Greece: local elections show shift to the left – and gains for fascist Golden Dawn

By Tash Shifrin | 19 May 2014
There's been a strong showing by the radical left Syriza. Pic credit: Mehran Khalili.

There’s been a strong showing by the radical left Syriza. Pic credit: Mehran Khalili.

Voters in Greece have punished the coalition government’s austerity regime in regional and municipal elections, with a strong vote for the radical left Syriza party.

But the increasingly sharp polarisation in Greek politics also showed a worrying rise in the share of the vote for the nazi Golden Dawn in the first round of the elections held on Sunday 18 May.

Syriza is only a point behind the leader in the race for mayor of Athens and is narrowly ahead in the battle for regional governor of Attica, the region surrounding the capital where about a third of the population lives.

The ruling coalition of the conservative New Democracy and social democrat Pasok parties is desperately worried about the second round of elections and – more importantly – their fate at the polls for the European Parliament, which will take place on the same day.

Voters have used this week’s first round as a referendum on austerity – even harsher in Greece than in the rest of Europe – and sent a warning shot across the government’s bows. Pasok in particular has seen its support plummet as voters move left towards Syriza.

Harsh measures

There is huge anger at the harsh austerity measures linked to the “memorandum” – the bailout by the International Monetary Fund and the EU.

In Athens, Syriza is in the tightest of races with Pasok– both will go through to the second round in the mayoral contest, but for the first time since the end of the Colonels’ regime in 1974, New Democracy will miss out on the second round.

And the contest is also neck and neck between Syriza and New Democracy for the governorship of the Ionian Islands, with Syriza just a point behind.

The nazi Golden Dawn's flags carry a distinctive swastika-style motif

The nazi Golden Dawn’s flags carry a distinctive swastika-style motif

But the results for the fascists of Golden Dawn show a worrying increase since the 2012 general election when the party came from nowhere to take 6.9% of the vote.

Although local and parliamentary elections are not always directly comparable because voting patterns can be different, the Golden Dawn share of the vote across the country has grown in these polls, to reach 7.8%.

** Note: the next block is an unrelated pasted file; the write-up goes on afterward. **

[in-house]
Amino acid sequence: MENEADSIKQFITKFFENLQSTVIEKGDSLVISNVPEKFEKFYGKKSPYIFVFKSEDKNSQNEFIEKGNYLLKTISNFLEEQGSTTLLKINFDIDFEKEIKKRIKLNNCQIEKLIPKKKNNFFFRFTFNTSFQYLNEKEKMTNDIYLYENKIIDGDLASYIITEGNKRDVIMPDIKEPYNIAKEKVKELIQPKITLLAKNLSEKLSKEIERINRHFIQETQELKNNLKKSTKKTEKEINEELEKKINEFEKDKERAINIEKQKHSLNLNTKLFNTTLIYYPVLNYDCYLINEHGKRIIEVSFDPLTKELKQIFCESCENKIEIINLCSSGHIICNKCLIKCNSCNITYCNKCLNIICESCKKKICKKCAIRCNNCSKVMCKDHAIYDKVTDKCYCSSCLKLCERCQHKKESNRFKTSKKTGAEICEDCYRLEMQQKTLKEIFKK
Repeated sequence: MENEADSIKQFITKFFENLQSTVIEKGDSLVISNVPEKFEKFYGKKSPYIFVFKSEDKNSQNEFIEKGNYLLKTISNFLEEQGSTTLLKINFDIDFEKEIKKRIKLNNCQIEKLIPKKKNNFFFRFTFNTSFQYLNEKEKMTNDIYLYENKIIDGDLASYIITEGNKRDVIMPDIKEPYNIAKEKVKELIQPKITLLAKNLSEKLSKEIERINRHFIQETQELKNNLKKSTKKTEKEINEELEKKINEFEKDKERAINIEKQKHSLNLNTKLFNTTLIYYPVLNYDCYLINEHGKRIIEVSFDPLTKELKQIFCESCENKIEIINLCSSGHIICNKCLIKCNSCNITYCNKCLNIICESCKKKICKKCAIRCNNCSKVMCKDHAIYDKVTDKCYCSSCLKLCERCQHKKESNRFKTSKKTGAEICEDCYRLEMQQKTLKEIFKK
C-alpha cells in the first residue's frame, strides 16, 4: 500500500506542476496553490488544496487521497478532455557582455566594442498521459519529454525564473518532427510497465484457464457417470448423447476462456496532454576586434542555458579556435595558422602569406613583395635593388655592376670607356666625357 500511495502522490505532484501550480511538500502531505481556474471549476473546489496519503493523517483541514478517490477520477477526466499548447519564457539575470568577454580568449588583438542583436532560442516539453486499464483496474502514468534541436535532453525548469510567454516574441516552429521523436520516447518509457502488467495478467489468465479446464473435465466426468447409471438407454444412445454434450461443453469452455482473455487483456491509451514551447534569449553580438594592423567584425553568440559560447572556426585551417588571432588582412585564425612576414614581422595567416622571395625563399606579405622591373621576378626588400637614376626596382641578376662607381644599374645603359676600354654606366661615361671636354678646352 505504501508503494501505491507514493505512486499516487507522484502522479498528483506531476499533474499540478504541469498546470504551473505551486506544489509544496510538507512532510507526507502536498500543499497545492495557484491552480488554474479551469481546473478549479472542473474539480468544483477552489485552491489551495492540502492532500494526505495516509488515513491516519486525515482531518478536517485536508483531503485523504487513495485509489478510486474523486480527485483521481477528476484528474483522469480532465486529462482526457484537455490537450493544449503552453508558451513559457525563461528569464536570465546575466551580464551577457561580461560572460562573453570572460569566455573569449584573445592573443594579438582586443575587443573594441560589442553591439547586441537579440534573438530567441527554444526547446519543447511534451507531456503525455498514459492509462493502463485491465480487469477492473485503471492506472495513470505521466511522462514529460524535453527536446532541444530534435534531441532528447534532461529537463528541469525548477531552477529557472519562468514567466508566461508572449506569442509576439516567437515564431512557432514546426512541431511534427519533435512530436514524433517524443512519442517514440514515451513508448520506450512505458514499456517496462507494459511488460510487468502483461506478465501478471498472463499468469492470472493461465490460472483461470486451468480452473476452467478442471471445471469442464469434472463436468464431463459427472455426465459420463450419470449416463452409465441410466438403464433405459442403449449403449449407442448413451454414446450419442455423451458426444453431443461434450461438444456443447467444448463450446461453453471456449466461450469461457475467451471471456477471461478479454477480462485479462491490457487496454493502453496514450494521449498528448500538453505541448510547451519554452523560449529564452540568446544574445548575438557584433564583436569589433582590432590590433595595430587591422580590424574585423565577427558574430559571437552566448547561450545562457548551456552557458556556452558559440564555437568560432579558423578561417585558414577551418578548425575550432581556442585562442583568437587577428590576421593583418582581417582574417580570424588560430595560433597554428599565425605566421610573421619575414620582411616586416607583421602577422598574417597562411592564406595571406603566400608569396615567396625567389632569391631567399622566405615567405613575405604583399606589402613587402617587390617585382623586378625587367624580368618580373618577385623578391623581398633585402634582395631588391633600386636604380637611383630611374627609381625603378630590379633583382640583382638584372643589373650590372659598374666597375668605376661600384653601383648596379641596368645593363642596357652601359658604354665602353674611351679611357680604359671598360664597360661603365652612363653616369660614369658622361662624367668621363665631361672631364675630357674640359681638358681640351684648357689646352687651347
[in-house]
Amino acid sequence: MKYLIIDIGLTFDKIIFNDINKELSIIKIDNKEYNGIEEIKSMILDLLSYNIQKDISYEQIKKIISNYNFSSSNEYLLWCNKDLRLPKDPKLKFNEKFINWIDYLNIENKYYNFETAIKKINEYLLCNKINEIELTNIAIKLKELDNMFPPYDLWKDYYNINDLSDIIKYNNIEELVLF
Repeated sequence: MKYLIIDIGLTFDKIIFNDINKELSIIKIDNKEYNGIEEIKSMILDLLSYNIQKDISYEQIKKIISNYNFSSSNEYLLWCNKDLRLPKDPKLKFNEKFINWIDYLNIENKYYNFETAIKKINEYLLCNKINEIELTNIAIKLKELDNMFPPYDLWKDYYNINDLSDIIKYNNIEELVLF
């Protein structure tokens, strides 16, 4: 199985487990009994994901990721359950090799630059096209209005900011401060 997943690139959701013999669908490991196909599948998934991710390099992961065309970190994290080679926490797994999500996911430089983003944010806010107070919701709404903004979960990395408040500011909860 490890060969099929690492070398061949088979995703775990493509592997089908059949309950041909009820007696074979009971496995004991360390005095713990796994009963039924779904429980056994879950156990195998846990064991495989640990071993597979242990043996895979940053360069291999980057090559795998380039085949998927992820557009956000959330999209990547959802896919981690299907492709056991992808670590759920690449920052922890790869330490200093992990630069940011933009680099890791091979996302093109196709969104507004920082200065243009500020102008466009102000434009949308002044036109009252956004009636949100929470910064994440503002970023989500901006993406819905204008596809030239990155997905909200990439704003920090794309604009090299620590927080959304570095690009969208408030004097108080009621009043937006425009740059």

The new results are far higher than in the last municipal elections in 2010, before the fascists’ 2012 surge, when Golden Dawn took 5.3% in Athens and less than 2% in the city of Thessaloniki and the Peloponnese region.


This time Golden Dawn has stood in all but one of the 13 regions – and in some of these it will be encouraged by a strong vote. In Athens, Golden Dawn has won a substantial 16.1% share, putting the fascists only narrowly in fourth place behind New Democracy.

Golden Dawn has won 11.1% in Attica, 9% in the Peloponnese and Central Greece regions, 8.7% in Central Macedonia, 7.8% in Western Greece and 6.9% in Thessaly.

In total, the fascist party has picked up around 450,000 votes. This is only slightly higher in absolute numbers than the 440,000 it took in May 2012.

But the rise in the Golden Dawn vote is significant and worrying: it comes despite the widespread exposure of the party’s nazi politics since the 2012 elections – when it was a largely unknown force – and despite the fact that several of its leaders are in jail, charged with membership of a criminal organisation in the wake of the murder of anti-fascist rapper Pavlos Fyssas last year.

But with around a quarter of the population thrown out of work in the past three years, bitterness at austerity can push people into the arms of the fascists as well as to the left.

In a telling comment ahead of the poll one voter, a 45-year-old mother of two, told the Reuters news agency:

I’ll vote for Golden Dawn or Syriza. Why vote for those who have robbed us? My husband’s salary has shrunk to €600 (£488.50), I’m out of work and my young son got a night job for €400 to help us out